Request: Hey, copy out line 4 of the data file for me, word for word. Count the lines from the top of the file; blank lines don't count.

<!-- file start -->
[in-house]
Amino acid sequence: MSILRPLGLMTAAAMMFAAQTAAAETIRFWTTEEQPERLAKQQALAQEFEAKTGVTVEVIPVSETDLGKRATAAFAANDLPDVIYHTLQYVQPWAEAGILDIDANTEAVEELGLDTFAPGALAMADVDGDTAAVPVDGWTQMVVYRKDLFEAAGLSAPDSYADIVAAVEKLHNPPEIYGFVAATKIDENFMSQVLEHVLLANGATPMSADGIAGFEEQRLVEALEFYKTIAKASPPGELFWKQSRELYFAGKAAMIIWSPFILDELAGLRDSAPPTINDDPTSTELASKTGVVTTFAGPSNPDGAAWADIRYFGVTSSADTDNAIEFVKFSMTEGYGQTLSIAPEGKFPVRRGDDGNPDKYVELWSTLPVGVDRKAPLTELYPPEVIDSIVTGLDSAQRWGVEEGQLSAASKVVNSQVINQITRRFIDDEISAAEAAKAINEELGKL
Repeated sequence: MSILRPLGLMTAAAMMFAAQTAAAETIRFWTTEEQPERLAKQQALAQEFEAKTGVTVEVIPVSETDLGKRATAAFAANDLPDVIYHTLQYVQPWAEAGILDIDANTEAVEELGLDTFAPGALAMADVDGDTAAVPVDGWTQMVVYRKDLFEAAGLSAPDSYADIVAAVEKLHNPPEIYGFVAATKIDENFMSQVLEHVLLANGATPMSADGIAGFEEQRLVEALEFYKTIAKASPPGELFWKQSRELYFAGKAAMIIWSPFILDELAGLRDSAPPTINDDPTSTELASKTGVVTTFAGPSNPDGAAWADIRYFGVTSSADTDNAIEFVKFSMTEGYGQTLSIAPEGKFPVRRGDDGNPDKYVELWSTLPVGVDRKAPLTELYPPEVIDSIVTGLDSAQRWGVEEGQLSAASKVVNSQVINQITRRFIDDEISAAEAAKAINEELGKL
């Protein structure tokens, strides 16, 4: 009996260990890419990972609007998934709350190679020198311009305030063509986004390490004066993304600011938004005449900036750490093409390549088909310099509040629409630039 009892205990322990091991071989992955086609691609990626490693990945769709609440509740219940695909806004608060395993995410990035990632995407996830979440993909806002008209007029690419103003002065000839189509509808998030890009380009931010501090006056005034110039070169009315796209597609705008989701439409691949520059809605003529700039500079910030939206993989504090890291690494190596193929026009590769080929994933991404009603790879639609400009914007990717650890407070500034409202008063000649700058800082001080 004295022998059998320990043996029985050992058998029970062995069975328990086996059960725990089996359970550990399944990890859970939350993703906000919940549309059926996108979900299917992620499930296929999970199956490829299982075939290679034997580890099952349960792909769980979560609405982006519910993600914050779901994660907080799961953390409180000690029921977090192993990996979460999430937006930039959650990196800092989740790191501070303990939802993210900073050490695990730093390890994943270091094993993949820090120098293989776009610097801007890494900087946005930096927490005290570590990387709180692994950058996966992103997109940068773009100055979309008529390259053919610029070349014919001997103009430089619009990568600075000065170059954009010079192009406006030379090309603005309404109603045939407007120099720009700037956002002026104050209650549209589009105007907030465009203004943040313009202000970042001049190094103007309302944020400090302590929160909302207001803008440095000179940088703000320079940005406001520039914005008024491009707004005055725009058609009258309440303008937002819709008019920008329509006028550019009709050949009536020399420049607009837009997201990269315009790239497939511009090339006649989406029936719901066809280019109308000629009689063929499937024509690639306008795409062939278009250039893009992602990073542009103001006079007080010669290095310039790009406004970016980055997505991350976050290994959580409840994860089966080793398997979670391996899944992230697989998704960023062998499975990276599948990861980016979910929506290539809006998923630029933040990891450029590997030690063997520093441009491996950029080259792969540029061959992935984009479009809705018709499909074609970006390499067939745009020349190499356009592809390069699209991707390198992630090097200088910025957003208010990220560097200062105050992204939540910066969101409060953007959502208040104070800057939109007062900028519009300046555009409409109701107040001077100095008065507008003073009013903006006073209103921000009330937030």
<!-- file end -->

């Protein structure tokens, strides 16, 4: 009996260990890419990972609007998934709350190679020198311009305030063509986004390490004066993304600011938004005449900036750490093409390549088909310099509040629409630039 009892205990322990091991071989992955086609691609990626490693990945769709609440509740219940695909806004608060395993995410990035990632995407996830979440993909806002008209007029690419103003002065000839189509509808998030890009380009931010501090006056005034110039070169009315796209597609705008989701439409691949520059809605003529700039500079910030939206993989504090890291690494190596193929026009590769080929994933991404009603790879639609400009914007990717650890407070500034409202008063000649700058800082001080 004295022998059998320990043996029985050992058998029970062995069975328990086996059960725990089996359970550990399944990890859970939350993703906000919940549309059926996108979900299917992620499930296929999970199956490829299982075939290679034997580890099952349960792909769980979560609405982006519910993600914050779901994660907080799961953390409180000690029921977090192993990996979460999430937006930039959650990196800092989740790191501070303990939802993210900073050490695990730093390890994943270091094993993949820090120098293989776009610097801007890494900087946005930096927490005290570590990387709180692994950058996966992103997109940068773009100055979309008529390259053919610029070349014919001997103009430089619009990568600075000065170059954009010079192009406006030379090309603005309404109603045939407007120099720009700037956002002026104050209650549209589009105007907030465009203004943040313009202000970042001049190094103007309302944020400090302590929160909302207001803008440095000179940088703000320079940005406001520039914005008024491009707004005055725009058609009258309440303008937002819709008019920008329509006028550019009709050949009536020399420049607009837009997201990269315009790239497939511009090339006649989406029936719901066809280019109308000629009689063929499937024509690639306008795409062939278009250039893009992602990073542009103001006079007080010669290095310039790009406004970016980055997505991350976050290994959580409840994860089966080793398997979670391996899944992230697989998704960023062998499975990276599948990861980016979910929506290539809006998923630029933040990891450029590997030690063997520093441009491996950029080259792969540029061959992935984009479009809705018709499909074609970006390499067939745009020349190499356009592809390069699209991707390198992630090097200088910025957003208010990220560097200062105050992204939540910066969101409060953007959502208040104070800057939109007062900028519009300046555009409409109701107040001077100095008065507008003073009013903006006073209103921000009330937030």